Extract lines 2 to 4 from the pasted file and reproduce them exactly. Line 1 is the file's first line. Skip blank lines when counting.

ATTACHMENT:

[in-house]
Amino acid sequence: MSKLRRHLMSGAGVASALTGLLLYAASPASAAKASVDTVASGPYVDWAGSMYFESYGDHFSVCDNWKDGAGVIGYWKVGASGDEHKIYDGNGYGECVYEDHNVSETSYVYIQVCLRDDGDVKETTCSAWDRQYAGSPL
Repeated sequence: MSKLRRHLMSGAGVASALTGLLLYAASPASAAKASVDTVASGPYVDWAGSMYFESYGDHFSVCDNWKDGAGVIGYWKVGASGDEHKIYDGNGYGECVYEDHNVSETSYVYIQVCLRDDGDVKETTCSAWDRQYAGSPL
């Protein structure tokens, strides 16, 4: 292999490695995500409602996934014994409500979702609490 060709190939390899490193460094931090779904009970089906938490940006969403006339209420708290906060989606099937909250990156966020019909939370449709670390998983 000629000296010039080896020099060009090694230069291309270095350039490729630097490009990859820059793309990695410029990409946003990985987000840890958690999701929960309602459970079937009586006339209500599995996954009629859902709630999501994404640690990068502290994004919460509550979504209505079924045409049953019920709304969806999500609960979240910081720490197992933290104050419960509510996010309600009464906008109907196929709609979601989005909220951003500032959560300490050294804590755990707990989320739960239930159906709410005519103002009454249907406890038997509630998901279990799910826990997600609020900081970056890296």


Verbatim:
Amino acid sequence: MSKLRRHLMSGAGVASALTGLLLYAASPASAAKASVDTVASGPYVDWAGSMYFESYGDHFSVCDNWKDGAGVIGYWKVGASGDEHKIYDGNGYGECVYEDHNVSETSYVYIQVCLRDDGDVKETTCSAWDRQYAGSPL
Repeated sequence: MSKLRRHLMSGAGVASALTGLLLYAASPASAAKASVDTVASGPYVDWAGSMYFESYGDHFSVCDNWKDGAGVIGYWKVGASGDEHKIYDGNGYGECVYEDHNVSETSYVYIQVCLRDDGDVKETTCSAWDRQYAGSPL
């Protein structure tokens, strides 16, 4: 292999490695995500409602996934014994409500979702609490 060709190939390899490193460094931090779904009970089906938490940006969403006339209420708290906060989606099937909250990156966020019909939370449709670390998983 000629000296010039080896020099060009090694230069291309270095350039490729630097490009990859820059793309990695410029990409946003990985987000840890958690999701929960309602459970079937009586006339209500599995996954009629859902709630999501994404640690990068502290994004919460509550979504209505079924045409049953019920709304969806999500609960979240910081720490197992933290104050419960509510996010309600009464906008109907196929709609979601989005909220951003500032959560300490050294804590755990707990989320739960239930159906709410005519103002009454249907406890038997509630998901279990799910826990997600609020900081970056890296």